Etiology vs. Pathophysiology (Help!)Register Today!
- by ABerryGirl Mar 5, '07Hello everyone,
I am a level 1 nursing student and we are just starting to learn about "the care plans" and nursing diagnosis. I need to do a clinical prep on my patient that includes the etiology & pathophysiology of pulmonary embolism. I'm having a difficult time understanding the difference between etiology and pathophysiology. Our med/surg book that we are using for disease info lumps the etiology & pathophysiology in one section. So I am having trouble separating the two. Any advise would be much appreciated!
- Mar 5, '07 by JolieIt is difficult to separate the two sometimes, because they are so intertwined. This is my suggestion:
etiology: Describe and explain the conditions that pre-disposed the patient to develop a pulmonary embolism such as overweight, sedentary lifestyle, prolonged sitting, immobility, dehydration, recent surgery, trauma, etc.
pathophysiology: Describe and explain how a pulmonary alters the normal functioning of the body, resulting in harm to the patient, such as interruption of normal pulmonary circulation, decreased paO2, hypoxia, acute pain and shortness of breath, tissue damage, possible morbidity and mortality.
- Mar 5, '07 by sirIHello, ABerryGirl,
Definition of etiology: the branch of medicine that investigates the causes and origins of disease or the set of factors that contributes to the occurrence of a disease.
Definition of pathophysiology: the disturbance of function that a disease causes in an organ, as distinct from any changes in structure that might be caused.
Check out this link regarding PE. Breaks it down; etiology(causes)/pathophysiology:
- Mar 5, '07 by PurrRNEtiology is the underlying cause of the problem
Pathophysiology is the resulting physiological changes resulting from the problem (etiology) that has been identified.
Etiology = Could be, "Worldwide infectious agents, viruses, bacteria, and parasites...." (Hockenberry, 2005, p. 843).
Pathopysiology = "Increased intestinal secretion as a result of enterotoxins, cytotoxic mediators, or decreased intestinal sbsorption secondary to intestinal damage or inflammation....." (Hockenberry, 2005, p. 844).Last edit by PurrRN on Mar 5, '07 : Reason: clarification
- Mar 5, '07 by DaytoniteYou are dealing with cause and effect. Etiology is the cause. Pathophysiology is the effect, or what occurs as a result.
Cause: Think of the etiology as what has triggered the condition. In other words, if not for _____ this condition wouldn't exist. If the cause hadn't been encountered or if it was removed, the disease would never have appeared and might even disappear.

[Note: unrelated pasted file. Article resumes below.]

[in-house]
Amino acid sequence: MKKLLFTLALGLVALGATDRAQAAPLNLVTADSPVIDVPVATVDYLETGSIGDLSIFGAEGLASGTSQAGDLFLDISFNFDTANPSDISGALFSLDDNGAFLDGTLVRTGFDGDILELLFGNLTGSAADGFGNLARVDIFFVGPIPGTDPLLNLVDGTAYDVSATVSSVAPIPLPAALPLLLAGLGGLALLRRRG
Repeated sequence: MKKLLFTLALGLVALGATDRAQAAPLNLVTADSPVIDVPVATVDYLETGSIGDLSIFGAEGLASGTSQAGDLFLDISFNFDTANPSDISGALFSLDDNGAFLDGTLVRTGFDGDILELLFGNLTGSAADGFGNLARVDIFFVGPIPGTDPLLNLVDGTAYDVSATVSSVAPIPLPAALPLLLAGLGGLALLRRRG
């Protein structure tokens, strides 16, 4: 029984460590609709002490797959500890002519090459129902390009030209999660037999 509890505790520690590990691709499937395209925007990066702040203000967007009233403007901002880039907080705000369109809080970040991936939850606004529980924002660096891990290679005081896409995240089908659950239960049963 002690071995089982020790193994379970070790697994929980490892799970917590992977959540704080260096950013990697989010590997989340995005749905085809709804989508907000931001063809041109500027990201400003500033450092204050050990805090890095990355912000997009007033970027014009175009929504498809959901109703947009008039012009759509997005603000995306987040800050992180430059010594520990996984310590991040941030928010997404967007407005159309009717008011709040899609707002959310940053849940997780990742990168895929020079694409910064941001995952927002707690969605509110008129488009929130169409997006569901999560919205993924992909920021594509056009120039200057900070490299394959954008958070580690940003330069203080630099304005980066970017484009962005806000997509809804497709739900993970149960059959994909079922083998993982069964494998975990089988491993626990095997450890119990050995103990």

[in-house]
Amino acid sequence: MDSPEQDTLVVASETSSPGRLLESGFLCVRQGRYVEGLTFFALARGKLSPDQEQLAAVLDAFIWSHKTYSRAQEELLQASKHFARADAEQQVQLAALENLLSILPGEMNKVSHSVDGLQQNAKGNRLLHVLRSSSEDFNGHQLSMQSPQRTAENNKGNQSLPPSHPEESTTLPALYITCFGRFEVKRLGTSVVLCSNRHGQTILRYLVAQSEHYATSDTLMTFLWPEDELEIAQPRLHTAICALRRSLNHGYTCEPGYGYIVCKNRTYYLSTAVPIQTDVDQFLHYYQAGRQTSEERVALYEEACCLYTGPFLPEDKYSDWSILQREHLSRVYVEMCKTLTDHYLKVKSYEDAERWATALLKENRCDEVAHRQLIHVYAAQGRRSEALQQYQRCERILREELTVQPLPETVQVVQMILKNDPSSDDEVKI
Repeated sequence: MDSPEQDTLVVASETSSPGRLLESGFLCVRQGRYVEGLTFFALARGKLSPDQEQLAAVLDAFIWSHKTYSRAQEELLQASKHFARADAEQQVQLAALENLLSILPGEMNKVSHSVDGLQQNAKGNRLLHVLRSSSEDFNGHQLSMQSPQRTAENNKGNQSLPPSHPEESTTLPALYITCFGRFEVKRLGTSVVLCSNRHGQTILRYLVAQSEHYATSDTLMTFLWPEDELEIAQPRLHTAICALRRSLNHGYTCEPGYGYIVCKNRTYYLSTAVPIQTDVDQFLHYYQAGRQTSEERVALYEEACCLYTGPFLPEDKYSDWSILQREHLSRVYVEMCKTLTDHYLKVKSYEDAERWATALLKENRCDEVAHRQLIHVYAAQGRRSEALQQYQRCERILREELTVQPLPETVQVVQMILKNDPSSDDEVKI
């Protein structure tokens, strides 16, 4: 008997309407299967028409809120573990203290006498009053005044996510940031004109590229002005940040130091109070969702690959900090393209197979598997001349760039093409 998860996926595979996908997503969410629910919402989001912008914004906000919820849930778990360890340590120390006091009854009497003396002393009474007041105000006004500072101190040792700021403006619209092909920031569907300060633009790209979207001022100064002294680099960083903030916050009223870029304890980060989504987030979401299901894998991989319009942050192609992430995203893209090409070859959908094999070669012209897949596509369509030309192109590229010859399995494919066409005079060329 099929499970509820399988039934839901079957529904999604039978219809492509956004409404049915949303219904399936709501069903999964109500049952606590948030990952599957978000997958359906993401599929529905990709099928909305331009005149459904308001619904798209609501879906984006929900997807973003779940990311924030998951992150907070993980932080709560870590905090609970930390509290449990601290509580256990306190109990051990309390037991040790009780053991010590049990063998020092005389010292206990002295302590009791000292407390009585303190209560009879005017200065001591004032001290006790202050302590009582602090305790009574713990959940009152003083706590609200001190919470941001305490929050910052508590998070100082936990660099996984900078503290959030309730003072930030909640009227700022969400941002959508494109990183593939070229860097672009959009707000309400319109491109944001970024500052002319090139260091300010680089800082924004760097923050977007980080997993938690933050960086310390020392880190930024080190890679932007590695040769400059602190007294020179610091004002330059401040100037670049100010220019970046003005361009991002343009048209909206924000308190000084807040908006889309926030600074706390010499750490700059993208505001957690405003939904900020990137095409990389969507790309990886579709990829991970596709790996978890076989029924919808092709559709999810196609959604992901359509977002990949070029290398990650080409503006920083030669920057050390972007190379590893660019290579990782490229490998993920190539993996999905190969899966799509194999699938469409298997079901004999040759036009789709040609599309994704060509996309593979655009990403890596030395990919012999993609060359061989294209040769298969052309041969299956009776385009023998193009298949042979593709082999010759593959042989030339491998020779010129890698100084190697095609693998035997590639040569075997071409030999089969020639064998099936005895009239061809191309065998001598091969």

Effect: The pathophysiology, on the other hand, is the empirical science behind the disease process. Think first of the normal specific organ or body system functioning that should be going on that would make the person disease free. Now, what is going wrong with the person's normal physiology in this condition? Where is the broken link(s) in the normal process? How do those broken links effect and result in the signs and symptoms you see in the patient? Or, where has the assembly line broken down, or is screwing up to result in the manifestations (signs and symptoms of the disease) that the doctor is seeing?
This same logic of cause and effect is going to come up again when you start learning to determine nursing diagnoses for patients. The effects will be the signs and symptoms you will pick up in the assessment process. The cause will also be called the etiology and will relate to what is responsible for the appearance of those signs and symptoms. The whole kit and caboodle will be given a label: the nursing diagnosis. Just a note, because I am probably skipping ahead of your instructor here, but what nurses do with signs and symptoms in developing nursing diagnoses is a lot different than what doctors do with signs and symptoms in developing medical diagnoses.
- Mar 5, '07 by DaytoniteSorry! I forgot to tie this into your pulmonary embolism.
Etiology: a dislodged thrombus, usually from a deep vein of the leg or pelvic area of the body. The source of the thrombus can also be from a renal vein, hepatic vein, any of the upper extremities or even the heart.
Pathophysiology: Thrombi, or blood clots, form as a result of vascular wall damage, venostasis or a breakdown in the normal mechanism of coagulation. A thrombus will break free of it's connection to a vessel wall and travel, or become an embolus, due to any sudden trauma, a muscle spasm, changes in the inner blood vessel pressure, a change in the blood flow or the process of clot breakdown, which causes a piece, or pieces of the clot, to break away and enter into the circulation. Once a clot is in the general circulation as an embolus, it goes through the right side of the heart and up into the pulmonary artery where it may lodge. It can either dissolve, continue to break up or grow larger. If it enlarges it will occlude many of the pulmonary vessels which will result in a couple of things: (1) it will prevent alveoli from producing enough surfactant to maintain alveolar integrity resulting in alveolar collapse and the development of atelectasis and, (2) death, if this process is not halted and resolved.